With over 100 proposed amendments having been made to the City’s ambitious Central SoMa Plan, including an allocation of up to $160 million to enhance and expand local transit, San Francisco’s Board of Supervisors could vote to formally adopt said plan by the end of this month with a first vote now tentatively scheduled for next week.

If adopted by the Board, the Central SoMa Plan, which has been in the works since 2010 and could clear the way for the development of nearly 9,000 more homes and office space for over 30,000 employees, would then head to the Mayor for her signature. And if signed by the Mayor, the City’s Central SoMa Plan would go into effect 30 days later.

That being said, San Francisco’s Land Use and Transportation Committee has recently met behind closed doors with the City Attorney “regarding anticipated litigation in which the City would be a defendant,” litigation which is specifically related to the adoption of the Central SoMa Plan, as we first reported last week.

We’ll keep you posted and plugged-in.

9 thoughts on “Amended Central SoMa Plan Could be Adopted This Month”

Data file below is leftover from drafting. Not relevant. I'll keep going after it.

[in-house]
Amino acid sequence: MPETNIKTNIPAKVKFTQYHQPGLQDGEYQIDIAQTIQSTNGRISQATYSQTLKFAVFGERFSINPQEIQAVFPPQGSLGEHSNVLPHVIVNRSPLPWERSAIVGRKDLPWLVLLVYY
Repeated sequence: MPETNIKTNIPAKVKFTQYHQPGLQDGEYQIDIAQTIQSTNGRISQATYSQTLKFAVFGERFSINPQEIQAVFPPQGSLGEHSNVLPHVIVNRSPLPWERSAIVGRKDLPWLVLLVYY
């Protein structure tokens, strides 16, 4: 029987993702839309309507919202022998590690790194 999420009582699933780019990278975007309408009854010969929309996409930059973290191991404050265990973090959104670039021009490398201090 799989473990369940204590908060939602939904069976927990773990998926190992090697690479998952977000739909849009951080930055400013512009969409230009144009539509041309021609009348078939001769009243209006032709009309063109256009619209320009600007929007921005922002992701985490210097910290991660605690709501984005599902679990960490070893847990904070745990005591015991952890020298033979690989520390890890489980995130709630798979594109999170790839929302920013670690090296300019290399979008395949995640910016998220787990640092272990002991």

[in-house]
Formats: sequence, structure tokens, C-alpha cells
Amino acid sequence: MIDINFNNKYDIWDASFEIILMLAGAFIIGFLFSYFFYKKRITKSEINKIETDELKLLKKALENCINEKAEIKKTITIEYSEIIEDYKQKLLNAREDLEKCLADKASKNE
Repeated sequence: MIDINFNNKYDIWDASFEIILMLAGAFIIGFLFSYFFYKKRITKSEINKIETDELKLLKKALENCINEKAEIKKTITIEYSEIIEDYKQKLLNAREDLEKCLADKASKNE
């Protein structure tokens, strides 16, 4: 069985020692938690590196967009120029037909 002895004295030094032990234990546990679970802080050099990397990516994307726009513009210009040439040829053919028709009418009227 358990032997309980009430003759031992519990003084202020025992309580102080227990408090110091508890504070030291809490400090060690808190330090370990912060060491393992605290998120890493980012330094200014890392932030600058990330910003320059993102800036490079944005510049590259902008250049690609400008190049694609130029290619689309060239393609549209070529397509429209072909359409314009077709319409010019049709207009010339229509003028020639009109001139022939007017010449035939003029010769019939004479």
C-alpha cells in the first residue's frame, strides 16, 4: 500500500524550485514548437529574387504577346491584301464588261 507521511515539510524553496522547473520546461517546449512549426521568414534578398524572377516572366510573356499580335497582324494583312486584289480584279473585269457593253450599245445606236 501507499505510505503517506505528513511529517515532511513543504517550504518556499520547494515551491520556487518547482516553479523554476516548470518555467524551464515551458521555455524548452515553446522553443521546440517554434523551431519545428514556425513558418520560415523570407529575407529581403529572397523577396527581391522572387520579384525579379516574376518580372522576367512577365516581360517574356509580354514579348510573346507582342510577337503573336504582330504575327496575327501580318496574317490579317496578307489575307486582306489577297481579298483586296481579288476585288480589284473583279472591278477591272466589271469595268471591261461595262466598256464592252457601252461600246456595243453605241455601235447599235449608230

1. I would like to see bike lanes and/or bus lanes on Harrison and Bryant – streets that have 5 lanes for cars and parking on both sides. We’ve been able to put them in on smaller streets.

    1. Strong second. No reason such a wide street shouldn’t allocate space to both bikes and transit, which move people more efficiently than cars.

    2. Harrison and Bryant only have 4 or 5 lanes by the freeway on/off ramps near 4th and near the design district.

      This trend of reducing lanes all over downtown doesn’t make a whole lot of sense when you look at the number of cars that enter/exit the city every day. Mix that with lane closures and the new Chase center and SoMa will be traffic 24/7 in no time.

      Stick to Folsom, Brannan, and Townsend if you wanna bike in SoMa

      1. This is not necessarily true. For entry onto highway 80 the bottleneck is the highway. Getting onto 280 the bottleneck is the city street capacity. So it would make sense to me that in some places the street width can be reduced without adversely affecting capacity.

  2. Urban project and management plans should be exempt from CEQA. That was never the original intent of the law. It’s ridiculous that something with so much input and scoping and public input will go to court.

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